As all this is going on, Atticus has found himself in one of the hardest situations that such a man could think to be in. An African-American man in the neighborhood named Tom Robinson (Brock Peters) has been accused of raping a white woman named Mayella Ewell (Collin Wilcox), the daughter of alcoholic Bob Ewell (James Anderson). Atticus has been asked by Sheriff Tate (Frank Overton) to defend Tom, and Atticus takes the case.

     A year goes by before Tom’s actual trial, but during this time, Atticus is able to teach his children about loving others. In one of my favorite scenes, Scout has had a rough first day at school, and she cries to Atticus that people got mad at her over the silliest things. Atticus puts his arm around her and calms her:

ATTICUS: If you just learned a single trick, Scout, you’d get along a lot better with all kinds of folks. You never really understand a person until you consider things from his point of view… Till you climb inside of his skin and walk around in it.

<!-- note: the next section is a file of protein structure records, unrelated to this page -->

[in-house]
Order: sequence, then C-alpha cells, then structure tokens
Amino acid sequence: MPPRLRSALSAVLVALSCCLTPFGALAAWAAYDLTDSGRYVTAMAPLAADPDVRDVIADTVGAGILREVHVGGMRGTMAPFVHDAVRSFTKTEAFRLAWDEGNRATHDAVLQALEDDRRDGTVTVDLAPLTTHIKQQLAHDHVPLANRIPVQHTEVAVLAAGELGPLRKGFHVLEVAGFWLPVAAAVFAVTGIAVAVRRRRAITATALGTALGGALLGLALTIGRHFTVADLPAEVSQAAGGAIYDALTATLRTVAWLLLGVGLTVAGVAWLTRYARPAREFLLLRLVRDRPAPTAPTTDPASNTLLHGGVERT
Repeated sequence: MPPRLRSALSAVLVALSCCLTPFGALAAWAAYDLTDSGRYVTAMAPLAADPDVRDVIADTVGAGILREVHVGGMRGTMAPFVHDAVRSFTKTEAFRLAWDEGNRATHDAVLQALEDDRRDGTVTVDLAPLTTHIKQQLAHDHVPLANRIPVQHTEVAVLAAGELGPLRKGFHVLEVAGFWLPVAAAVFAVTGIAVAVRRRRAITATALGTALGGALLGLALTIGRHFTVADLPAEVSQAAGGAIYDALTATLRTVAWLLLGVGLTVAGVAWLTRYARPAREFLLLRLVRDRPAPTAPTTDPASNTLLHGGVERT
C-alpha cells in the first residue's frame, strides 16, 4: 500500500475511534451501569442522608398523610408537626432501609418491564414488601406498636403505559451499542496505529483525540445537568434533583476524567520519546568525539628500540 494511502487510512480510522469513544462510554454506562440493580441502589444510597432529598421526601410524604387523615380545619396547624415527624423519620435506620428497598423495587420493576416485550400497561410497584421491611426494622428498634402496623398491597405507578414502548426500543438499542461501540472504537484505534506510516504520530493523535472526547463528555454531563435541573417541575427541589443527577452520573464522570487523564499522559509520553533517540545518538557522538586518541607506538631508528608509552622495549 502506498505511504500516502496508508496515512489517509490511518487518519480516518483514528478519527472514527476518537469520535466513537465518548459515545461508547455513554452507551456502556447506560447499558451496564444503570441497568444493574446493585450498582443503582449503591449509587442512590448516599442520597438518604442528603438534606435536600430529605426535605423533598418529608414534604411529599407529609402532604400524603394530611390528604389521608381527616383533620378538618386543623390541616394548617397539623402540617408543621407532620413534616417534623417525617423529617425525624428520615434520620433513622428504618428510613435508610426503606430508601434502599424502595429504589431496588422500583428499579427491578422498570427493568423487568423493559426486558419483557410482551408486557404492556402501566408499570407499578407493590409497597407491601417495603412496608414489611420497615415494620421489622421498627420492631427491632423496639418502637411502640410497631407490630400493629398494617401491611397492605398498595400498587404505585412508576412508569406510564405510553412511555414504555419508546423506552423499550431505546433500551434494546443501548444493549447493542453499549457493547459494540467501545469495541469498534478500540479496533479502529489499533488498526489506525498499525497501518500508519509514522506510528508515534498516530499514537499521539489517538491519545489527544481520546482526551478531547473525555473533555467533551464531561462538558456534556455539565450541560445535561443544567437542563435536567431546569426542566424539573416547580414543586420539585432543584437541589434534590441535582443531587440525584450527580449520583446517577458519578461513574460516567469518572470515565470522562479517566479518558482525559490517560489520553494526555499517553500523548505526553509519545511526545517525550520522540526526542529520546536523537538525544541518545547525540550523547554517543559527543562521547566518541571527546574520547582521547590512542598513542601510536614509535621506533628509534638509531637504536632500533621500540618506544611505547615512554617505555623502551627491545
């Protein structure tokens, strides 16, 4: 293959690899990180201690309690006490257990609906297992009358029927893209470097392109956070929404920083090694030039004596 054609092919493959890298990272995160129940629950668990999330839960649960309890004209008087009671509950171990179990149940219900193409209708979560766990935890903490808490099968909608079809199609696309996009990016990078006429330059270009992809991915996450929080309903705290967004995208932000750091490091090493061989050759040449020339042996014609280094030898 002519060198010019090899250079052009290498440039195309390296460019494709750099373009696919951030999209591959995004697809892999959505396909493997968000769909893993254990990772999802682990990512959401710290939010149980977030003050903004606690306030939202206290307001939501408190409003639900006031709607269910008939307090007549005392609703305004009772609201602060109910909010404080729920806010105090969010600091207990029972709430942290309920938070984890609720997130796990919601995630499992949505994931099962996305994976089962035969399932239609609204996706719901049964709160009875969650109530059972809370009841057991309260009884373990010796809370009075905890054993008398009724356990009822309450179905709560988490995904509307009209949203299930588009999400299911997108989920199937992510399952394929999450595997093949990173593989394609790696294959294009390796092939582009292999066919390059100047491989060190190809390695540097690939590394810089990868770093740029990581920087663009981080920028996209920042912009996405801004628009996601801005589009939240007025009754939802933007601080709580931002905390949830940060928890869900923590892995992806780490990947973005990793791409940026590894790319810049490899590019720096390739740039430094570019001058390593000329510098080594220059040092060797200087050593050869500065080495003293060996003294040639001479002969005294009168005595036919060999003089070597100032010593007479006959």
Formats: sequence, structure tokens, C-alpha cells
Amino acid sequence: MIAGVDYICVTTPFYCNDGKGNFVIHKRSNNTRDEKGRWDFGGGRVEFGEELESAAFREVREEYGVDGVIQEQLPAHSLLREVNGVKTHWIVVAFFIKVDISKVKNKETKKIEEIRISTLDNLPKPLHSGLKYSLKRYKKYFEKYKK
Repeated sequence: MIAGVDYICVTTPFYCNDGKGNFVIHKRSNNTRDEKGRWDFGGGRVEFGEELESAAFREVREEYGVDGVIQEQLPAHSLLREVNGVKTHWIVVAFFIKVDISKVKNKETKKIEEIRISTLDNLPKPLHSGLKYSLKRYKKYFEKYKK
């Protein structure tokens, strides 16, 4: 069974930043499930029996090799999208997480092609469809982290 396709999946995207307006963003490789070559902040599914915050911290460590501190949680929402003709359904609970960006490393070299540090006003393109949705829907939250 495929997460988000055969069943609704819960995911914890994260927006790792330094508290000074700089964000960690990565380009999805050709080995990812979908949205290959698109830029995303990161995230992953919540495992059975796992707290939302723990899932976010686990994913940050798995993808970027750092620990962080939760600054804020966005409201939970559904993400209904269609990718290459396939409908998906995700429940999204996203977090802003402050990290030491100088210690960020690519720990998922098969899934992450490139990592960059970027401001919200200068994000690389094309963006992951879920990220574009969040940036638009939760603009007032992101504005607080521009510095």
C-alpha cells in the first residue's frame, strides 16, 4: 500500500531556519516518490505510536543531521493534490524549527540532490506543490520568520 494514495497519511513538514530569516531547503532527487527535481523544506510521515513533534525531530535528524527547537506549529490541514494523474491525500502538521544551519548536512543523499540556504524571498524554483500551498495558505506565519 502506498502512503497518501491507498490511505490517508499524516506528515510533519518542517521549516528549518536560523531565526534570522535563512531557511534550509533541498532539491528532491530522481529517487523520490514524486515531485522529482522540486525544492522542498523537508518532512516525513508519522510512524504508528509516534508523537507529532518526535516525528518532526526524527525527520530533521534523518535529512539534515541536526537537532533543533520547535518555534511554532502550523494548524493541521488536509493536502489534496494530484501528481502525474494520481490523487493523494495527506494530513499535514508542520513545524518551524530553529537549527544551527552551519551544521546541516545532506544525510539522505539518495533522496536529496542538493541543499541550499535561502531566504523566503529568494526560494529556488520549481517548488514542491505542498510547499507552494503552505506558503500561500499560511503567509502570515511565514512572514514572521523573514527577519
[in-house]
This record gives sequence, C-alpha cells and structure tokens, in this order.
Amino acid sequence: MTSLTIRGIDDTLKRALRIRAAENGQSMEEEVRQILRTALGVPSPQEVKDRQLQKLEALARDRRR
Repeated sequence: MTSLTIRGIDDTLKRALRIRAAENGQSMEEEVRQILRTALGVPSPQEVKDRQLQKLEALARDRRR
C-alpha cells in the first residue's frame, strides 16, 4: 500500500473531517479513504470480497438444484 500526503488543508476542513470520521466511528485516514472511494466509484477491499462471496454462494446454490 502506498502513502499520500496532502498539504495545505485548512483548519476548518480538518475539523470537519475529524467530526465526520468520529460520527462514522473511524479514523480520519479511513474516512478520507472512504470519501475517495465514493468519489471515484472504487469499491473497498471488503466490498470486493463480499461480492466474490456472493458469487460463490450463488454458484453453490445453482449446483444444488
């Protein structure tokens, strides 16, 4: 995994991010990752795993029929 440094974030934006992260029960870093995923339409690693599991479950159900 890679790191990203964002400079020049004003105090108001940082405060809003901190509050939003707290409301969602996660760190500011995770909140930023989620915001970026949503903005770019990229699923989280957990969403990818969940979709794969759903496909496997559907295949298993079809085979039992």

This simple statement sums up Atticus’ feelings about why he needs to defend Tom Robinson—he even tells Scout later that if he didn’t defend him, he “couldn’t hold [his] head up in town. [He] couldn’t even tell [Scout] or Jem not to do something again.” He is defending Tom Robinson because he knows that no one else will. And he believes that if he passes his chance on helping Tom Robinson have a fair trial, Tom Robinson could be falsely convicted or even lynched. Atticus Finch has considered Tom’s point of view, and realizing how much Tom needs his help, Atticus chooses to stand by Tom during the trial.